The MFRE Program strives to promote an intellectual community that is enhanced by diversity along various dimensions including status as a First Nation, Métis, Inuit, or Indigenous person, race, ethnicity, gender identity, sexual orientation, religion, political beliefs, social class, and/or disability. It is critical that students from diverse backgrounds and perspectives be valued in and well‐served by their courses. Furthermore, the diversity that students bring to the classroom should be viewed as a resource, benefit, and source of strength for your learning experience. It is expected that all students and members of our community conduct themselves with empathy and respect for others.

COVID‐19 Considerations

All students must assess themselves daily for COVID‐19 symptoms prior to coming to class. Please stay home if you exhibit symptoms or have tested positive for COVID‐19. A list of COVID‐19 symptoms can be found here . Use the BC Ministry of Health’s self‐assessment tool), to help determine whether further assessment or testing for COVID‐19 is recommended. Full UBC COVID‐19 Campus Rules can be found here . Note: Please stay home if you exhibit symptoms or have tested positive for COVID‐19 and immediately contact Olivier Ntwali, Academic Program Coordinator, your Course Instructor, and your Course Assistant.

Recordings and In‐Class Attendance

There is no required distribution of recordings of class. Recording will be provided based upon on the decision of the course instructor. Classes are designed as and are intended to be in‐person. Your attendance is expected. If you are unable to attend, the policy regarding missed classes described in the MFRE code of conduct and syllabus applies. It is your responsibility to ensure that you have the materials you need for missed classes.

Writing Exams

All exams will be in‐person and will follow MFRE exam protocol (See Student Portal). Exams may be online, e.g., in Canvas, but students must be physically present and invigilated. If a student is unable to write an exam, they must have a verifiable doctor’s note and must contact the Course Instructor, Course Assistant, and MFRE Program Coordinator before the scheduled exam date/time. Documentation must be provided to explain your absence. If the documentation is considered legitimate, the Course Instructor will let you know how to proceed.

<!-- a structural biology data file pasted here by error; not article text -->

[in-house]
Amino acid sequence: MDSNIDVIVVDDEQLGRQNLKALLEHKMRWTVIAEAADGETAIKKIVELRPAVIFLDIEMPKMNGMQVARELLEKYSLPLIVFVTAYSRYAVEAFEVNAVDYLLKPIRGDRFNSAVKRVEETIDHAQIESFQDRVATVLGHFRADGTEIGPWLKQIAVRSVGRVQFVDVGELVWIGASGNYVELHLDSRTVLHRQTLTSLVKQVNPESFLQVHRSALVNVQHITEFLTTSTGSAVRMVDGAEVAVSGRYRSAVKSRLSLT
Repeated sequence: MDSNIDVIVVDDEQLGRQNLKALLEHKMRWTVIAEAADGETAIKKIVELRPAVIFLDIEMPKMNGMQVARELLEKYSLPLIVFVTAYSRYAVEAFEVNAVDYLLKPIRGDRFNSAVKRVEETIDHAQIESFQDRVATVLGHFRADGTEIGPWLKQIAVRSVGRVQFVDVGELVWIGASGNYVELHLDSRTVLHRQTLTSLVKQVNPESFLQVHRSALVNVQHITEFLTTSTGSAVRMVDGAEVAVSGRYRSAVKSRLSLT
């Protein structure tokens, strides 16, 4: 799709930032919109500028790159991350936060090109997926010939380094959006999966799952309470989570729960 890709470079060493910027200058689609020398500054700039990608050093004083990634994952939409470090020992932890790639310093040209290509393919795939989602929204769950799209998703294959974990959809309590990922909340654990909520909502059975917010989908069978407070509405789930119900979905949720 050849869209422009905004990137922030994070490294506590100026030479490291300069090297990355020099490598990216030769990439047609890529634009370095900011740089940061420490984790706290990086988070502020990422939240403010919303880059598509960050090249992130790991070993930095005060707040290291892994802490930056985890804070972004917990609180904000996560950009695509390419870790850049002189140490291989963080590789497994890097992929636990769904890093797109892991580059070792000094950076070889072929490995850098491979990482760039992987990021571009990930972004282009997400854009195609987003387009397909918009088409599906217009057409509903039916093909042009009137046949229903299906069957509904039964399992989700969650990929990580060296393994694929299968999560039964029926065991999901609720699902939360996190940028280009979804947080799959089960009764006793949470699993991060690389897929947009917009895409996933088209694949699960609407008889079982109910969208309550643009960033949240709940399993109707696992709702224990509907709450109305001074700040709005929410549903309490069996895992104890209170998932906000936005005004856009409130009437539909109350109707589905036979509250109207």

Plagiarism Penalties

Academic dishonesty and plagiarism are taken very seriously in the MFRE program. All incidences of plagiarism will be escalated to the MFRE Academic Director. Incidences of academic misconduct may result in a reduction of grade, a mark of zero on the assignment/exams of concern, failing the course or program, escalation/referral to the Dean’s office and/or President’s Advisory Committee on Student Discipline, and/or expulsion from UBC. Note: If a MFRE student is required to extend his/her program due to failed course or unsatisfactory progress, they will need to pay the full MFRE tuition fees for that term(s) regardless of the number of courses that need to be retaken. It is each student’s responsibility to review and understand what constitutes academic dishonesty and plagiarism and how to avoid them. Review MFRE Code of Conduct, UBC academic dishonesty policies/penalties and course‐specific policies.

Turn it In Access for MFRE Courses: Internet‐based plagiarism detection service

Turn it in has been set up for MFRE courses. Submit all assignments/papers to this service and review similarity index reports. Turn it in Login (website). For instructions: See the Student Guide to MFRE Student Guide To Setting Up And Using Turn It In on the Student Portal (website.). Use provided Class ID and Enrollment Key to access MFRE course folder, submit assignments/papers, and review similarity index reports.

Working with Others on an Assignment

You are encouraged to work with other students, but you must turn in your own individual assignment. If you have an answer that is too close to another student’s answer, this will be considered academic dishonest, and this will be handled according to the MFRE and UBC policies.

Missing Classes/Labs

Students are expected to attend all classes, labs, or workshops. If you cannot make it to a class, lab, or workshop due to a medical or personal emergency, please email your instructor, your course assistant, and Olivier Ntwali, MFRE Program Coordinator ahead of time to let them know. Students who miss classes regularly without a reasonable excuse may be subject to MFRE‐imposed penalties at the discretion of the Academic Director.

Centre for Accessibility